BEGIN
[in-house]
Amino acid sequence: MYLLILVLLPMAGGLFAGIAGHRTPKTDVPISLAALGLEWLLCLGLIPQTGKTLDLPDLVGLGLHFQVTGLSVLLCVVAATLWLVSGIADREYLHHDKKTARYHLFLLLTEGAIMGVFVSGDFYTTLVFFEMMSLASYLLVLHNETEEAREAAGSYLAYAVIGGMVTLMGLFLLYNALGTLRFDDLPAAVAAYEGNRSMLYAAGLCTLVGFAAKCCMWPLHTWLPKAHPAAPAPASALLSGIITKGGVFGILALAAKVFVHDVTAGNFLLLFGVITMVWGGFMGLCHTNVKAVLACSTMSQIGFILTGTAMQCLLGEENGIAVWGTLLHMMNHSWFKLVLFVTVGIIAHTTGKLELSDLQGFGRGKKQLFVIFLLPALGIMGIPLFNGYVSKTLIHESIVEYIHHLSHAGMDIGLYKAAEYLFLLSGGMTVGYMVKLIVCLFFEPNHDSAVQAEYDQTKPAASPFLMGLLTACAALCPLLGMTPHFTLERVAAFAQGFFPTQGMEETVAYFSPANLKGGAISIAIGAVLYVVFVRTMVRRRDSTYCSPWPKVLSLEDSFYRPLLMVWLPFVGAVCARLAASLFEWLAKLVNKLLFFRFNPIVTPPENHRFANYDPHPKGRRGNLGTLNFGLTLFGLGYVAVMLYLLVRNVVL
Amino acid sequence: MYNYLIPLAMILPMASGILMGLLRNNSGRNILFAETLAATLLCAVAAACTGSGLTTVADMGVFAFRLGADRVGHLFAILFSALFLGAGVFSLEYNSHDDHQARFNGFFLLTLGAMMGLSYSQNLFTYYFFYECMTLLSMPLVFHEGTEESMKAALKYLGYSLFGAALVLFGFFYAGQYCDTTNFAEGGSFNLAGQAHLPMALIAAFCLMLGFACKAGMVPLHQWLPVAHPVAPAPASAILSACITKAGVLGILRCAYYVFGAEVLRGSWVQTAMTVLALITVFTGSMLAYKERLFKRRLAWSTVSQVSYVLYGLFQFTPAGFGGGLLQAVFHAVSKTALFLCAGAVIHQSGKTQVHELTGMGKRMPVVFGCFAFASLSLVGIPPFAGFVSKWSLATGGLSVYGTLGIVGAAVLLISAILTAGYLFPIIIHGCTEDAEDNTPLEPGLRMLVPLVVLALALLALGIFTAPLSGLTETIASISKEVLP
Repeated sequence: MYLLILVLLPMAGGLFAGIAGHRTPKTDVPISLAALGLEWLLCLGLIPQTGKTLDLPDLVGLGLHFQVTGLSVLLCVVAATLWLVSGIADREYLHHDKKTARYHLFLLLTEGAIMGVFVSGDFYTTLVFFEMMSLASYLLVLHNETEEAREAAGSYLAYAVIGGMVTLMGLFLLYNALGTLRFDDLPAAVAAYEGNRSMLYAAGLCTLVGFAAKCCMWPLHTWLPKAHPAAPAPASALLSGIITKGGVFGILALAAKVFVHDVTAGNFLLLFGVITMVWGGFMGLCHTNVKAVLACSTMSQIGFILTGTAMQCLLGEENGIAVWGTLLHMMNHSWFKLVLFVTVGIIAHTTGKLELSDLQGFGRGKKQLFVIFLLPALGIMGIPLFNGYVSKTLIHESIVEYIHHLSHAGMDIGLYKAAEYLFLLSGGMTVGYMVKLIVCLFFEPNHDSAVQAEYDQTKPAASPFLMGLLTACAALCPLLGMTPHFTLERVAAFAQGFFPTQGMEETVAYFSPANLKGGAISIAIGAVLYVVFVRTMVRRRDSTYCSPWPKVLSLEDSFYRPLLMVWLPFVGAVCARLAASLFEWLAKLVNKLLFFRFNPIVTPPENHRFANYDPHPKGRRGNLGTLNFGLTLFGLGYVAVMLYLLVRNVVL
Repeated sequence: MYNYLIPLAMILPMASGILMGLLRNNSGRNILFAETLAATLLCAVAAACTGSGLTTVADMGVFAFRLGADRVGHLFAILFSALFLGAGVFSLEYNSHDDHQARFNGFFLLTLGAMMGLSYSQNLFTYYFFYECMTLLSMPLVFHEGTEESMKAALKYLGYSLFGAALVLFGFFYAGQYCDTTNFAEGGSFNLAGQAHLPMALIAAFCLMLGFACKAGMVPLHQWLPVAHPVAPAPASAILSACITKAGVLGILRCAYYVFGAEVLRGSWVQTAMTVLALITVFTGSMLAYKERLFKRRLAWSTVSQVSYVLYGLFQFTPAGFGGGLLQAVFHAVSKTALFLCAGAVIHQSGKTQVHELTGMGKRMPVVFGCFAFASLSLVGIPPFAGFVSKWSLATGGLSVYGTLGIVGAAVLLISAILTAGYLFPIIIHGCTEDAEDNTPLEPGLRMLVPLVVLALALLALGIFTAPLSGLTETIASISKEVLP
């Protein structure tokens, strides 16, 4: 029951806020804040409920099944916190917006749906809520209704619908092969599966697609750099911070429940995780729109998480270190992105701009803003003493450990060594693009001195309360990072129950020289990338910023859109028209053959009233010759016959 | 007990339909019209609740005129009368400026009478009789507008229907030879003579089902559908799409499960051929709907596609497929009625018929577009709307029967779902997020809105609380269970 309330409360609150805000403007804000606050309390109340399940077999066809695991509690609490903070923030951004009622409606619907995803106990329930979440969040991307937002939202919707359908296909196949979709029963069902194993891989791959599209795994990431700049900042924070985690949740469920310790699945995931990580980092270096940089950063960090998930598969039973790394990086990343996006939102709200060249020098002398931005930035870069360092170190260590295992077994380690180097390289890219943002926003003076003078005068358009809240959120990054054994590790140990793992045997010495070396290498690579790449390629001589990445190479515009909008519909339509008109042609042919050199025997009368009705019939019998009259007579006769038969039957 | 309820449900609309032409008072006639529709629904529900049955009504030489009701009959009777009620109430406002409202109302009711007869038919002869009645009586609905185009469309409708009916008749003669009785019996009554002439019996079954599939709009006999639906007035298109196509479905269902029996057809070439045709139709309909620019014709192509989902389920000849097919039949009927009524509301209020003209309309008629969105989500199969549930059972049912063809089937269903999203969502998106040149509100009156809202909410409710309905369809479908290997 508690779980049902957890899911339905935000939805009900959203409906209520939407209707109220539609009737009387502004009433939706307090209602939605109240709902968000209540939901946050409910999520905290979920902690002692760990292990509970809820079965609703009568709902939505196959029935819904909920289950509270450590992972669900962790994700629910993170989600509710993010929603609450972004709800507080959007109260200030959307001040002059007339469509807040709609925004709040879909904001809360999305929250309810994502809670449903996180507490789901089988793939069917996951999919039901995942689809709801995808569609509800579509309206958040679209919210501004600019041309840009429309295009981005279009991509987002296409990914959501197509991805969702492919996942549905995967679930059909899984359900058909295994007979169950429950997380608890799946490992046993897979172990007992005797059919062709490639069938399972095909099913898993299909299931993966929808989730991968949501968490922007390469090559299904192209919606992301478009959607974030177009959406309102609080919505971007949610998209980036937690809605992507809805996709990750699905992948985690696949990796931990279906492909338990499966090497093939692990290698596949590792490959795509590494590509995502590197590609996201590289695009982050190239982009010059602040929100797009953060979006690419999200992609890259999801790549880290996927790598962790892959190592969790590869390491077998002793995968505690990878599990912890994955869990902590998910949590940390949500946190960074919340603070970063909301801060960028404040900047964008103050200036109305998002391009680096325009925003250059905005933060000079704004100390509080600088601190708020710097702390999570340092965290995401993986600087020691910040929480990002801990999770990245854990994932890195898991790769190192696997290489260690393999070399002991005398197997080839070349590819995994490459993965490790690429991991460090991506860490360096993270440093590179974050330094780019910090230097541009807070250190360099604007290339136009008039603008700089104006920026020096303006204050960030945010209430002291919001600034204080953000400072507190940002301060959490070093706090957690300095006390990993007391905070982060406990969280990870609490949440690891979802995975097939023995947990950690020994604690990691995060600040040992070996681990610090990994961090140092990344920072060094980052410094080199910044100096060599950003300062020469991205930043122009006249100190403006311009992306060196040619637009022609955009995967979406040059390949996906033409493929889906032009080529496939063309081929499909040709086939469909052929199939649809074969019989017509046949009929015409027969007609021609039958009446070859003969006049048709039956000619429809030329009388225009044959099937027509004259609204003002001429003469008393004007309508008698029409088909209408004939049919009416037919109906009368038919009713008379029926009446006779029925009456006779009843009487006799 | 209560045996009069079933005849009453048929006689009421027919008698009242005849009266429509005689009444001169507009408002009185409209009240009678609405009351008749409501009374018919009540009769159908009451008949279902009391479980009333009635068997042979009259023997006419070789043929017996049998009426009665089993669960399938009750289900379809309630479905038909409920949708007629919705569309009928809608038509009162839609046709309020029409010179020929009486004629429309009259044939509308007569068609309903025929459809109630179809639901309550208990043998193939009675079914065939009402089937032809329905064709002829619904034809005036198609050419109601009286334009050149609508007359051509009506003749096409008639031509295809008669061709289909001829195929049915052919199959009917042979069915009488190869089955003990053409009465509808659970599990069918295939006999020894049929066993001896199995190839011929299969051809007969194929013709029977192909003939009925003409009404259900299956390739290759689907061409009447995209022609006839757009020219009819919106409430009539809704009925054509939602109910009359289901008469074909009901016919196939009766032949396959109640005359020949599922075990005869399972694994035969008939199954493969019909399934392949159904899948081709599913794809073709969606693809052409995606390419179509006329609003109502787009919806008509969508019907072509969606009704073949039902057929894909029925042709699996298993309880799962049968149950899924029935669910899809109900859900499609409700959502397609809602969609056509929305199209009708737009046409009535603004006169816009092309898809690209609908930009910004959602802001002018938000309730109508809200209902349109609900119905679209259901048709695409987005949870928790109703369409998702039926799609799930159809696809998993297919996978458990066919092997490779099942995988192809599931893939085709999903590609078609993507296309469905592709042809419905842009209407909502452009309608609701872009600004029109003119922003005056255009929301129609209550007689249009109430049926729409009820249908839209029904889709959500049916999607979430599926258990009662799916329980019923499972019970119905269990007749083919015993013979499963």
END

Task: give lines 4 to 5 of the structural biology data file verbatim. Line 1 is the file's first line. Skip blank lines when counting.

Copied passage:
Repeated sequence: MYLLILVLLPMAGGLFAGIAGHRTPKTDVPISLAALGLEWLLCLGLIPQTGKTLDLPDLVGLGLHFQVTGLSVLLCVVAATLWLVSGIADREYLHHDKKTARYHLFLLLTEGAIMGVFVSGDFYTTLVFFEMMSLASYLLVLHNETEEAREAAGSYLAYAVIGGMVTLMGLFLLYNALGTLRFDDLPAAVAAYEGNRSMLYAAGLCTLVGFAAKCCMWPLHTWLPKAHPAAPAPASALLSGIITKGGVFGILALAAKVFVHDVTAGNFLLLFGVITMVWGGFMGLCHTNVKAVLACSTMSQIGFILTGTAMQCLLGEENGIAVWGTLLHMMNHSWFKLVLFVTVGIIAHTTGKLELSDLQGFGRGKKQLFVIFLLPALGIMGIPLFNGYVSKTLIHESIVEYIHHLSHAGMDIGLYKAAEYLFLLSGGMTVGYMVKLIVCLFFEPNHDSAVQAEYDQTKPAASPFLMGLLTACAALCPLLGMTPHFTLERVAAFAQGFFPTQGMEETVAYFSPANLKGGAISIAIGAVLYVVFVRTMVRRRDSTYCSPWPKVLSLEDSFYRPLLMVWLPFVGAVCARLAASLFEWLAKLVNKLLFFRFNPIVTPPENHRFANYDPHPKGRRGNLGTLNFGLTLFGLGYVAVMLYLLVRNVVL
Repeated sequence: MYNYLIPLAMILPMASGILMGLLRNNSGRNILFAETLAATLLCAVAAACTGSGLTTVADMGVFAFRLGADRVGHLFAILFSALFLGAGVFSLEYNSHDDHQARFNGFFLLTLGAMMGLSYSQNLFTYYFFYECMTLLSMPLVFHEGTEESMKAALKYLGYSLFGAALVLFGFFYAGQYCDTTNFAEGGSFNLAGQAHLPMALIAAFCLMLGFACKAGMVPLHQWLPVAHPVAPAPASAILSACITKAGVLGILRCAYYVFGAEVLRGSWVQTAMTVLALITVFTGSMLAYKERLFKRRLAWSTVSQVSYVLYGLFQFTPAGFGGGLLQAVFHAVSKTALFLCAGAVIHQSGKTQVHELTGMGKRMPVVFGCFAFASLSLVGIPPFAGFVSKWSLATGGLSVYGTLGIVGAAVLLISAILTAGYLFPIIIHGCTEDAEDNTPLEPGLRMLVPLVVLALALLALGIFTAPLSGLTETIASISKEVLP